“Strong capital markets are as important in global development as strong property laws – both kinds of work are rewarding in their own ways. I’ll just have to get used to wearing a tie again.”
Dr Qasim Hashimzai, Deputy Minister of Justice, Afghanistan
Dr Qasim Hashimzai was considered to be one of Afghanistan’s best legal brains in the 1970s, when he worked in Kabul as deputy head of the Supreme Court’s research department. His legal skills won him a scholarship to the UK, where he studied at Oxford University, before going on to gain a doctorate in comparative law from Sheffield University. But when he reached the end of his studies, his family in Afghanistan told him not to come home because a Soviet-backed communist government had seized control of the country and had already forced some of his family into exile.
Last spring, though, after more than 17 years with the BBC Monitoring Service, Hashimzai decided to volunteer for a ‘reverse brain-drain’ scheme organised by the International Organisation for Migration, which aims to attract back educated Afghans who live abroad. Hashimzai was the first UK-based Afghan to take part in the Ret-urn of Qu-alified Afghans Programme and he has been working in Kabul for around nine months. Part of his massive brief is to advise ministers of justice on how to best rebuild the legal system.
“After the Tali-ban was toppled, I heard that the Afghan interim government was asking for people to come back to help rebuild the country,” he recalls.
“I thought it was the right time for me to go. After all, I’d done all that legal study but wasn’t able to practise in the UK.”
With his wife and children still at home in Reading, Hashimzai has thrown himself into his new role.
“Decades of war have had a huge impact on the legal system and also legal education,” explains Hashimzai. “There’s masses of work to be done. The machinery of justice is just not working properly. The capacity of lawyers in this country is a cause for worry, hence the need for help from Afghans who’ve left the country. There’s a lack of law teachers and teaching facilities. Many materials and resources have also been lost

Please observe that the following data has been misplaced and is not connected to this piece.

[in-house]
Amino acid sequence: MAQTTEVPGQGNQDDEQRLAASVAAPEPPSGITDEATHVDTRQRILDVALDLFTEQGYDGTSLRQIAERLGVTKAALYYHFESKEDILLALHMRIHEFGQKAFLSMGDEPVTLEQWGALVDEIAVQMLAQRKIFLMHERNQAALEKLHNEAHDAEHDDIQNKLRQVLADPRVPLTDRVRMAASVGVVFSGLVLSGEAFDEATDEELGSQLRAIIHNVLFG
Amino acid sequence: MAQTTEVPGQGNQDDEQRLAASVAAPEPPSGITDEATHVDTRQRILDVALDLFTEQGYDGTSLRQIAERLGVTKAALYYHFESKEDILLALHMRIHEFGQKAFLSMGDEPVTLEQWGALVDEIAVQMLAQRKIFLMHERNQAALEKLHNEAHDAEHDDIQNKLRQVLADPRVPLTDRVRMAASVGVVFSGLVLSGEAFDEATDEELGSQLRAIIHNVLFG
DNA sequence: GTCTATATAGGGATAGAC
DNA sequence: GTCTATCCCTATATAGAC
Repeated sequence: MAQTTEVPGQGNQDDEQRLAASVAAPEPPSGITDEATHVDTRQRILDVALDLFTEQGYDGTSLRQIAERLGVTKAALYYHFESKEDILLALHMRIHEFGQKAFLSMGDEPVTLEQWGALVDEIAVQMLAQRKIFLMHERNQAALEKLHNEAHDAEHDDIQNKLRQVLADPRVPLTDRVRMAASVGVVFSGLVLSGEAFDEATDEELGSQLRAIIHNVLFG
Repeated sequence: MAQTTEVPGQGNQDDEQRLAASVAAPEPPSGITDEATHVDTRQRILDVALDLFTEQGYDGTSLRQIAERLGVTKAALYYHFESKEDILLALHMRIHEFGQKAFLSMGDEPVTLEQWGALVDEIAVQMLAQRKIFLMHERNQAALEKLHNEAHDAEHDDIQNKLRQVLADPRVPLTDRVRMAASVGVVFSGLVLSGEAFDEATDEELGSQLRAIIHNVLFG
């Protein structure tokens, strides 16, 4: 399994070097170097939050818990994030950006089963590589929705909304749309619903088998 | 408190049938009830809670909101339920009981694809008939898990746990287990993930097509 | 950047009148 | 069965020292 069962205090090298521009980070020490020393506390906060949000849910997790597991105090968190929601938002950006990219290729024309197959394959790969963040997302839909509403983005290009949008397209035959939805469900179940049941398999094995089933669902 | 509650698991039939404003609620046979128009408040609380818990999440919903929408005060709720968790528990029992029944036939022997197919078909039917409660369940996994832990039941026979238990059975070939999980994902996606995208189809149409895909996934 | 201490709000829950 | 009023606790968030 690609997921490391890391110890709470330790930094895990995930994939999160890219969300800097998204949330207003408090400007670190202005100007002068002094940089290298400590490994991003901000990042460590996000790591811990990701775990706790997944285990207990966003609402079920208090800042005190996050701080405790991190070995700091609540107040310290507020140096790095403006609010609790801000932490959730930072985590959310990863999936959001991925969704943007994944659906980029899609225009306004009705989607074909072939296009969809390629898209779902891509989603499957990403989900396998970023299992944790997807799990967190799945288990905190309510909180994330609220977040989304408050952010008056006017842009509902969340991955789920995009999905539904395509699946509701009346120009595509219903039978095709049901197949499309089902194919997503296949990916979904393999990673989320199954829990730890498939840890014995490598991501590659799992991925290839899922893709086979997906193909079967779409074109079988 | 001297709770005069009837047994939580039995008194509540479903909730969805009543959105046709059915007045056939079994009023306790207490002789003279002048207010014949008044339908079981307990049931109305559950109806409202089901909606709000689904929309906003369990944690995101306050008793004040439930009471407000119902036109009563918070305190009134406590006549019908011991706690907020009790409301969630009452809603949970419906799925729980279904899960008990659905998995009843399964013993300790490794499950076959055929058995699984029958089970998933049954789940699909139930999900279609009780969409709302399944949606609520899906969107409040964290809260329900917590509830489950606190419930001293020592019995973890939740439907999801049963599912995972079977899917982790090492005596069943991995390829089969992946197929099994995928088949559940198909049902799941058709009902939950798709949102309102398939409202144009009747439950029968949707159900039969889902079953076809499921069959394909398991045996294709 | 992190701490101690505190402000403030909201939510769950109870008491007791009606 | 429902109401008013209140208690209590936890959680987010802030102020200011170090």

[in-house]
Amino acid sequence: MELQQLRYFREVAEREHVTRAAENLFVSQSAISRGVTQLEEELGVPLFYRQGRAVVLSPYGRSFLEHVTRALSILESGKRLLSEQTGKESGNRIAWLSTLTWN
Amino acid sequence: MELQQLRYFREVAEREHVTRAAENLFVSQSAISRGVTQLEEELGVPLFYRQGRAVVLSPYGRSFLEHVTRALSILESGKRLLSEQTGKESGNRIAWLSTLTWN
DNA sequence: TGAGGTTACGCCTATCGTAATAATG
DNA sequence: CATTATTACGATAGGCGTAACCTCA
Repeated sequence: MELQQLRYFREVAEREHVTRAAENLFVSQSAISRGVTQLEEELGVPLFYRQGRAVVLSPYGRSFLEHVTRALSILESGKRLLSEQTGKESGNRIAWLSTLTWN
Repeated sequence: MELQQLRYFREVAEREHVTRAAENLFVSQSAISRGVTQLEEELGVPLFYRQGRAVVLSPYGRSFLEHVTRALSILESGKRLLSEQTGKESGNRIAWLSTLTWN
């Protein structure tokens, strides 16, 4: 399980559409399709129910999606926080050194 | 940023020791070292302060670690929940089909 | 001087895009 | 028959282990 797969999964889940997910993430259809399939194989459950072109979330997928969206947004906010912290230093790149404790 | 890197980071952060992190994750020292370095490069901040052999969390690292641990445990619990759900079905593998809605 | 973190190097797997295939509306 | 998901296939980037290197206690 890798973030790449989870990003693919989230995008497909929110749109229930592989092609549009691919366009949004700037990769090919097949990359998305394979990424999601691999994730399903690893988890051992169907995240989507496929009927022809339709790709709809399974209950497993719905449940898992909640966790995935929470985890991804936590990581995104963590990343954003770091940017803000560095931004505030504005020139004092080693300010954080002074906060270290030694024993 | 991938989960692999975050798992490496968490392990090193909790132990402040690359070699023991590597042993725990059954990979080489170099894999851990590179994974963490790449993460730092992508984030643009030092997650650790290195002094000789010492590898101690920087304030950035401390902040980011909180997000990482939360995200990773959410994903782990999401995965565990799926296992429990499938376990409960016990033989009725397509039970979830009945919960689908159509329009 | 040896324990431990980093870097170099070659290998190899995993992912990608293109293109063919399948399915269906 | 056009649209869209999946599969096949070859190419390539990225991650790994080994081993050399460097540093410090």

– there are no computers and telephones. It’s very hard work, but is so interesting that you don’t notice you’re working late. I’m always dashing around.”
One of Hashimzai’s first tasks has been to work out a masterplan of action for the judicial commission, taking into account international requirements such as human rights, the treatment of prisoners and juvenile justice. Now the commission is starting to compile and redraft all of the laws within the 1964 Afghan Constitution.
“One of the main problems is the enforcement of law and the role of the warlords,” says Hashimzai. “There are lots of guns in the hands of the warlords and these people are affecting safety in the provinces. Law is the backbone of society, but it can only be applied when security prevails.”
Another major task for the new Afghan government is to bring all the people who have committed atrocities to justice – a task that Hashimzai admits will not be an easy one.
“The international Human Rights Commission will come and see if Afghanistan’s laws [comply] with the standards of the UN human rights charter. The success of this is so crucial for Afghanistan, because people who have committed atrocities are still around.
“Most of the lawyers and judges here aren’t well paid and the possibility of corruption is a cause for worry. People here desperately want international support, because as soon as international forces leave the country, civil war will start again.”
Despite the mammoth task ahead and the constant need for more funding and human resources, Hashimzai remains positive about Afghanistan’s future.